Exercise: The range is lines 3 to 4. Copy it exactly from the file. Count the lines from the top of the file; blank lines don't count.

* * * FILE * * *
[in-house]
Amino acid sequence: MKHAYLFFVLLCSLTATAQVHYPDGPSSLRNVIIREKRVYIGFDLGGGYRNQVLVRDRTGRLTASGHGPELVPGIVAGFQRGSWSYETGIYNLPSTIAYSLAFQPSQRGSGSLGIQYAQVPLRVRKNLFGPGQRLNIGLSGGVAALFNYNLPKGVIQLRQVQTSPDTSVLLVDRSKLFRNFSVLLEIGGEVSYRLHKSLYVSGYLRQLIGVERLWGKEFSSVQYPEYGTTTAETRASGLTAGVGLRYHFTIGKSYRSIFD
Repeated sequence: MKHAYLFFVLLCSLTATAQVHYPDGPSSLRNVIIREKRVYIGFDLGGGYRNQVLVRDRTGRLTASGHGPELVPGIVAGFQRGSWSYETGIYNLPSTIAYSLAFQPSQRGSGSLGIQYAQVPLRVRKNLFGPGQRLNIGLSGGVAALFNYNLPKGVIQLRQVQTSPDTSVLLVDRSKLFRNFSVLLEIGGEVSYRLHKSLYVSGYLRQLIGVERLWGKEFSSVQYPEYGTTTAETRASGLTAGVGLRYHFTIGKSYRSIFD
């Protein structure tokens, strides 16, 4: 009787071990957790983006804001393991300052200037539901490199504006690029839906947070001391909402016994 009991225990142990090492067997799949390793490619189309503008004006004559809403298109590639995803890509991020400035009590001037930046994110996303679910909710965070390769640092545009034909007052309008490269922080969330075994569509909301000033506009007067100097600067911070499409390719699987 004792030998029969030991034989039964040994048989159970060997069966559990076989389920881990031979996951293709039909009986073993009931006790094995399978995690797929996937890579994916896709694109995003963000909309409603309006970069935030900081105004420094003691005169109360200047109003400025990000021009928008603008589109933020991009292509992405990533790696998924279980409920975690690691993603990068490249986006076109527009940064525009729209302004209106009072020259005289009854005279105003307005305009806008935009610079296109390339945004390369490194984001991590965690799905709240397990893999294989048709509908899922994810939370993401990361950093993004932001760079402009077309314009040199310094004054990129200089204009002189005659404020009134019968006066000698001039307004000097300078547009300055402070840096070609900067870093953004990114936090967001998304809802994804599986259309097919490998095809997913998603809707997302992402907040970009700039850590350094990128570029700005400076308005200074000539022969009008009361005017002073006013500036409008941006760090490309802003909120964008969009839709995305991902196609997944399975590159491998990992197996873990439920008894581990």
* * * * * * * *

Repeated sequence: MKHAYLFFVLLCSLTATAQVHYPDGPSSLRNVIIREKRVYIGFDLGGGYRNQVLVRDRTGRLTASGHGPELVPGIVAGFQRGSWSYETGIYNLPSTIAYSLAFQPSQRGSGSLGIQYAQVPLRVRKNLFGPGQRLNIGLSGGVAALFNYNLPKGVIQLRQVQTSPDTSVLLVDRSKLFRNFSVLLEIGGEVSYRLHKSLYVSGYLRQLIGVERLWGKEFSSVQYPEYGTTTAETRASGLTAGVGLRYHFTIGKSYRSIFD
């Protein structure tokens, strides 16, 4: 009787071990957790983006804001393991300052200037539901490199504006690029839906947070001391909402016994 009991225990142990090492067997799949390793490619189309503008004006004559809403298109590639995803890509991020400035009590001037930046994110996303679910909710965070390769640092545009034909007052309008490269922080969330075994569509909301000033506009007067100097600067911070499409390719699987 004792030998029969030991034989039964040994048989159970060997069966559990076989389920881990031979996951293709039909009986073993009931006790094995399978995690797929996937890579994916896709694109995003963000909309409603309006970069935030900081105004420094003691005169109360200047109003400025990000021009928008603008589109933020991009292509992405990533790696998924279980409920975690690691993603990068490249986006076109527009940064525009729209302004209106009072020259005289009854005279105003307005305009806008935009610079296109390339945004390369490194984001991590965690799905709240397990893999294989048709509908899922994810939370993401990361950093993004932001760079402009077309314009040199310094004054990129200089204009002189005659404020009134019968006066000698001039307004000097300078547009300055402070840096070609900067870093953004990114936090967001998304809802994804599986259309097919490998095809997913998603809707997302992402907040970009700039850590350094990128570029700005400076308005200074000539022969009008009361005017002073006013500036409008941006760090490309802003909120964008969009839709995305991902196609997944399975590159491998990992197996873990439920008894581990």